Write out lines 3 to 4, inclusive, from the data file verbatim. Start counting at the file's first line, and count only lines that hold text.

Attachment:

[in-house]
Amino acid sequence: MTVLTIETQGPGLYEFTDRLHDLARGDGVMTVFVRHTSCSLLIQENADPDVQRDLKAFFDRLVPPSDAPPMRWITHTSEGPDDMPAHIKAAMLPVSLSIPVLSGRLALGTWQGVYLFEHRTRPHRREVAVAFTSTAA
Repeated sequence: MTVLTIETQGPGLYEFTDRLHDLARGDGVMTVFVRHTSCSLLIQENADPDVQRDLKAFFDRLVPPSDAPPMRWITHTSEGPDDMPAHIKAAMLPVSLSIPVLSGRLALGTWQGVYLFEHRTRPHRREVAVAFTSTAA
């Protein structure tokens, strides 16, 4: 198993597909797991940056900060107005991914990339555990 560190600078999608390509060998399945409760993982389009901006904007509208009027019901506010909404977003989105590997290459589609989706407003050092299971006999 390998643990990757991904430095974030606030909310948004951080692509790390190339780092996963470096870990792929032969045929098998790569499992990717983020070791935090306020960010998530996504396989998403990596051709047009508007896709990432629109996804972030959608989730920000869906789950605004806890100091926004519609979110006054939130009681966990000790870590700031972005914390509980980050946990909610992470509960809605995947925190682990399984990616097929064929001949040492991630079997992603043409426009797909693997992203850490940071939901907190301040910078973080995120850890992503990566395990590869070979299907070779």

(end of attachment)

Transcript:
Repeated sequence: MTVLTIETQGPGLYEFTDRLHDLARGDGVMTVFVRHTSCSLLIQENADPDVQRDLKAFFDRLVPPSDAPPMRWITHTSEGPDDMPAHIKAAMLPVSLSIPVLSGRLALGTWQGVYLFEHRTRPHRREVAVAFTSTAA
């Protein structure tokens, strides 16, 4: 198993597909797991940056900060107005991914990339555990 560190600078999608390509060998399945409760993982389009901006904007509208009027019901506010909404977003989105590997290459589609989706407003050092299971006999 390998643990990757991904430095974030606030909310948004951080692509790390190339780092996963470096870990792929032969045929098998790569499992990717983020070791935090306020960010998530996504396989998403990596051709047009508007896709990432629109996804972030959608989730920000869906789950605004806890100091926004519609979110006054939130009681966990000790870590700031972005914390509980980050946990909610992470509960809605995947925190682990399984990616097929064929001949040492991630079997992603043409426009797909693997992203850490940071939901907190301040910078973080995120850890992503990566395990590869070979299907070779």